SEPTEMBER 12th 2018 — It would be a challenge to find something in today’s issues of THE GRAMOPHONE to make one choke upon one’s breakfast cereal, but these classic issues suffer from no such handicap. Among the morsels from the second issue:
“[…] it is no use asking canaries to sing music written for elephants.” (“Z.” discussing Wagner operas)
Musically, the following recordings mentioned and available on Spotify stand out:
- Bach: AIR FOR G STRING played by cellist Pablo Casals. Specifically a recording made by the pre-electric acoustic process between 1916 and 1920. Casals later re-recorded this electrically.
- Sebastián Iradier: “LA PALOMA” (“THE DOVE”) (1850s), sung by Spanish-American baritone Emilio de Gogorza. This rendition of this popular song will be mentioned numerous times in issues to come, but with this as well as most other pieces, I will note only the first mention I come across.
- Albert Ketèlbey: “BLOW, BLOW, THOU WINTER WIND” (based on Shakespeare) sung by Norman Allin. This is not among my favorite works from this composer, but I wanted to mention it because Ketèlbey is a composer who intrigues me. His music is cinematic, like soundtrack music of several decades later. I will note his other, more alluring works in instalments to come.
- Two spirituals sung by Roland Hayes: “STEAL AWAY” (arranged by Brown) and “GO DOWN, MOSES” (arr. Burleigh). I find that some of these early recordings of spirituals still communicate powerfully and directly across all these years. Compared to that directness of emotion and composition, most “white” music from this era seems feeble and insincere. One doesn’t need to be devotedly religious to appreciate these qualities. This music inspired and its power flowed into the works of Bob Dylan and many other later composers and musicians.
A Swiss musician called Edmond Roethlisberger is quoted on Bach’s harpsichord music:
“Would you know Bach at his most intimate, his most original, it is in his harpsichord compositions that he is to be found… He wrote for it from his earliest youth until his death and confided to it many of those almost supernatural inspirations which hypnotize us as if messages from a Beyond to which he alone could penetrate.” (pp. 36–37)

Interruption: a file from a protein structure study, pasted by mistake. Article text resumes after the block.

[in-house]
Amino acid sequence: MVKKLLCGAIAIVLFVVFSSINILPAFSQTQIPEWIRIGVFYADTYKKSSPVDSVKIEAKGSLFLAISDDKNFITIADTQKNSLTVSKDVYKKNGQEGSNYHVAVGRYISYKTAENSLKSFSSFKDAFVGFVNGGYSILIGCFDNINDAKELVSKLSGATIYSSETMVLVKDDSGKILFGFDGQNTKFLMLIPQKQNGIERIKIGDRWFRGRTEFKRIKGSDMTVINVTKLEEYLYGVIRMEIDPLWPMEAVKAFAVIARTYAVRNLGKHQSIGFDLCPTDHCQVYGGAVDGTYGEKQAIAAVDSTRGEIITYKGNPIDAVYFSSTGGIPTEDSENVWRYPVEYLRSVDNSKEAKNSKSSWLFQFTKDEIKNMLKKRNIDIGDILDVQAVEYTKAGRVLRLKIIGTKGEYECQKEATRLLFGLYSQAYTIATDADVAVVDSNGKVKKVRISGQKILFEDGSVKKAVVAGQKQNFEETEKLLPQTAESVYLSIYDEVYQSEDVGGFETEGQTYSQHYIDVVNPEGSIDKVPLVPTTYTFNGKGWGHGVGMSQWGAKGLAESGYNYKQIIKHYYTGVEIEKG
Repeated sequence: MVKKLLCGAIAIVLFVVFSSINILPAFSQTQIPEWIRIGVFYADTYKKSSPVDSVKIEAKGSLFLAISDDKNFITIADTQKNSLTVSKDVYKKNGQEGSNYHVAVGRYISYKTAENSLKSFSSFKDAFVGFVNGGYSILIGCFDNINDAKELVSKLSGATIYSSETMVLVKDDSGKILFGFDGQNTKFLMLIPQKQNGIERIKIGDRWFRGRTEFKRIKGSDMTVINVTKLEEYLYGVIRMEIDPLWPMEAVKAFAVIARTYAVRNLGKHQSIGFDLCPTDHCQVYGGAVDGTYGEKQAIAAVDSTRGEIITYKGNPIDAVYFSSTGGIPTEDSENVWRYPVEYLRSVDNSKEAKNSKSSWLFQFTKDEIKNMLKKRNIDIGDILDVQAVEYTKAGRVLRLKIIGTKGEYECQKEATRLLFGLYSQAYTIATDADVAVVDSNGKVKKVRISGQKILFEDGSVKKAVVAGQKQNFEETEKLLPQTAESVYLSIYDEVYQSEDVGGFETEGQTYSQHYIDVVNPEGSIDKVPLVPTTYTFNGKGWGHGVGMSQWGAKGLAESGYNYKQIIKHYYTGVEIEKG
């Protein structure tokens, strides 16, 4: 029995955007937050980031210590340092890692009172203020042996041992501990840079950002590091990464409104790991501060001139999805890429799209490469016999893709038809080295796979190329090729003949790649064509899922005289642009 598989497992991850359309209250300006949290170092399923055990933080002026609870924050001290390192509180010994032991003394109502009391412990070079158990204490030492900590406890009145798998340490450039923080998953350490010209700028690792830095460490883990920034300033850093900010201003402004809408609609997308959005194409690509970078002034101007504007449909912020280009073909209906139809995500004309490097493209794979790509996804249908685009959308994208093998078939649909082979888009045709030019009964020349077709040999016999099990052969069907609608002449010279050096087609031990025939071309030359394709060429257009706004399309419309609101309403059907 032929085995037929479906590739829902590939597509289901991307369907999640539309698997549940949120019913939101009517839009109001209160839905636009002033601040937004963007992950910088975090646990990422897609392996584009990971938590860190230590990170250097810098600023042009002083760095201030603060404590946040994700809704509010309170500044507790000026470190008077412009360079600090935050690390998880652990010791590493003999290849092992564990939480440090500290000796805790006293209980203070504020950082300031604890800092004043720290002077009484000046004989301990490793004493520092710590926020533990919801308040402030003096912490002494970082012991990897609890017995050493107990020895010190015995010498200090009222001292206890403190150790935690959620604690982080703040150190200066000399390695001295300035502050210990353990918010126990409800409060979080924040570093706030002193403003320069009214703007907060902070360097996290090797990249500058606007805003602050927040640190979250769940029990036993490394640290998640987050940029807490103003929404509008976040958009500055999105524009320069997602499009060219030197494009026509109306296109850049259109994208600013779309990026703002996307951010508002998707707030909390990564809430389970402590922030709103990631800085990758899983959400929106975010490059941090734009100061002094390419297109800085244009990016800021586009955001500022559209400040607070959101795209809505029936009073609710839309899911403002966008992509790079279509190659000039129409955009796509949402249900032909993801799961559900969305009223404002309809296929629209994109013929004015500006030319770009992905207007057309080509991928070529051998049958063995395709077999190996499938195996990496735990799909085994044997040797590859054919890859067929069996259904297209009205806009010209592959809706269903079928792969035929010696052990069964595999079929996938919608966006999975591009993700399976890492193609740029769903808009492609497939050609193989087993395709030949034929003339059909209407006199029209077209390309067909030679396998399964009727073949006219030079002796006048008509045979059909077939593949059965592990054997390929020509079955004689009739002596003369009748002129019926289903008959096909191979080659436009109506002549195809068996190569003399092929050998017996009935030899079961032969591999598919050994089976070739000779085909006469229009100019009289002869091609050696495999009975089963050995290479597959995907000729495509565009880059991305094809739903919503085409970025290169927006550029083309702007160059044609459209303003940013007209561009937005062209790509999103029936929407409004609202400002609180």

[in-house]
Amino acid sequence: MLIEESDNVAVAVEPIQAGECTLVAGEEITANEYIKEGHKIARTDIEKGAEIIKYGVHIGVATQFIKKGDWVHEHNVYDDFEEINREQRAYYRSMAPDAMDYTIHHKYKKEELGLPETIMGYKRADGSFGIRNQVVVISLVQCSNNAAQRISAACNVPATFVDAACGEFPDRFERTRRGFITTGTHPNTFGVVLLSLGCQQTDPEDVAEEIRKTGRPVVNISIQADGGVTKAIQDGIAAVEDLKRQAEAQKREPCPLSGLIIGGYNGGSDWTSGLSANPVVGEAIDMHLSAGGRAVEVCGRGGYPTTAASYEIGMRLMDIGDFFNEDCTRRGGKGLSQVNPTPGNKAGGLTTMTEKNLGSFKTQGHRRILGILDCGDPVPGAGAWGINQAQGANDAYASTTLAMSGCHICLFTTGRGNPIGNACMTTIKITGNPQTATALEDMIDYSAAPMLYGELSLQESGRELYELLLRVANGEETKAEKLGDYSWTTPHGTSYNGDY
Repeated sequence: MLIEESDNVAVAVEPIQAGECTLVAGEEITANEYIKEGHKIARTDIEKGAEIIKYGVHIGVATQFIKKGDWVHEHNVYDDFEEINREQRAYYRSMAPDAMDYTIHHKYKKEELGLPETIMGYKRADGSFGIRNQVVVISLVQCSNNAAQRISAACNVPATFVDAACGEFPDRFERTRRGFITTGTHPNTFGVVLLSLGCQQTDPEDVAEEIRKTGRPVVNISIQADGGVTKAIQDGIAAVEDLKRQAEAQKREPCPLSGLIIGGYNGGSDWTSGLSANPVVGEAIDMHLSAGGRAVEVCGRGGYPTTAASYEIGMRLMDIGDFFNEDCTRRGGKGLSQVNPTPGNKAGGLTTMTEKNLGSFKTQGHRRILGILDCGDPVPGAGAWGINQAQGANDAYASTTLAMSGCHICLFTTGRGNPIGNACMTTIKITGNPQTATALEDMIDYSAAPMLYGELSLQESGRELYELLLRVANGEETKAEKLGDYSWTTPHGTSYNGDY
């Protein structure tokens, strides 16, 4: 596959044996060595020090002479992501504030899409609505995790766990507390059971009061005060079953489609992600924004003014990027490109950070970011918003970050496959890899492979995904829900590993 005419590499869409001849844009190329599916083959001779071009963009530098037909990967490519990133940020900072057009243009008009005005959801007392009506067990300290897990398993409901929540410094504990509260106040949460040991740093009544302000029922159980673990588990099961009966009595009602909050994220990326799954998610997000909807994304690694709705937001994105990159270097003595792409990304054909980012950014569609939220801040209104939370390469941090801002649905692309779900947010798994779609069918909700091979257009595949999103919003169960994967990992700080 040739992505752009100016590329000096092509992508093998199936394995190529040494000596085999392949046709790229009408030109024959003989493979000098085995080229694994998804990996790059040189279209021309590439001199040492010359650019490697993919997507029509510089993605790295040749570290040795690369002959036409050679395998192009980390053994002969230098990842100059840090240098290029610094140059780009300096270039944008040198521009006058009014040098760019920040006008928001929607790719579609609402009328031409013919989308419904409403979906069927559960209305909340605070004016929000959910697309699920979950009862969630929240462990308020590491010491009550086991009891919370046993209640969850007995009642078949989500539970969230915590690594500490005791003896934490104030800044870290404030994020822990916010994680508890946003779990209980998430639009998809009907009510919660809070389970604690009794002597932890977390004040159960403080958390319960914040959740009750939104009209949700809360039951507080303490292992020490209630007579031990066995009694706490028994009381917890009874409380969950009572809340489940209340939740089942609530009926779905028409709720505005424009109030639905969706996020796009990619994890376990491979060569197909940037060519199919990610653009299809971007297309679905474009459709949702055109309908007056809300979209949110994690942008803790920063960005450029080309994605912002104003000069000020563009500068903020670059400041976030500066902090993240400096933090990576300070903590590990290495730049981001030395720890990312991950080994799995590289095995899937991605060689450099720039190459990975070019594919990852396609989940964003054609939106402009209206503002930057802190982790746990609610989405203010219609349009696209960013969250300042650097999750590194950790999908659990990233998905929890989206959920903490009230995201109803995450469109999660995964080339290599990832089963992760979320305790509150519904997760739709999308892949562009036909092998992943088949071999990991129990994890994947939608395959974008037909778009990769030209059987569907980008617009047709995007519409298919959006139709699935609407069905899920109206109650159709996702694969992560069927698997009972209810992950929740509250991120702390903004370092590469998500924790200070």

The author of the article in which this quote appears, harpsichordist Violet Gordon Woodhouse makes an interesting observation:
“It must […] be remembered that in Bach’s and Mozart’s time the harpsichord always figured in the orchestra. Conductors used it much more than the baton. Its quality of tone enabled it to accompany without smothering the principal instruments and blend with the strings as no piano can.”
In another article another writer muses on the proper times and situations for a Brit to listen to the gramophone:
“Again, to show how ridiculous our inhibitions are, let me ask what you would say if, on visiting a lady or gentleman, you found her or him solitary, listening to the music of his own gramophone. You would think it odd, would you not? You would endeavor to dissemble your surprise; you would look twice to see whether some other person were not hidden in some corner of the room, and if you found no such one, would painfully blush, as if you had discovered your friend sniffing cocaine, emptying a bottle of whisky, or plaiting straws in his hair.” (Orlo Williams, “Times and Seasons”, p. 38)
An anonymous writer starts an article on “New Dance Records” thus:
“It was, I believe, a late Shah of Persia, who, when taken to the opera in order that he might be impressed by Western music, expressed preference for the ‘tuning up’ of the orchestra, and desired that it might be repeated.” (p. 40)
The article also tells us that the popular music of the day (1923) was already occasionally quoting classical music.
This issue is available as part of the magazine’s digital archive, which every subscriber (a month or a year, digital or print+digital) gets access to.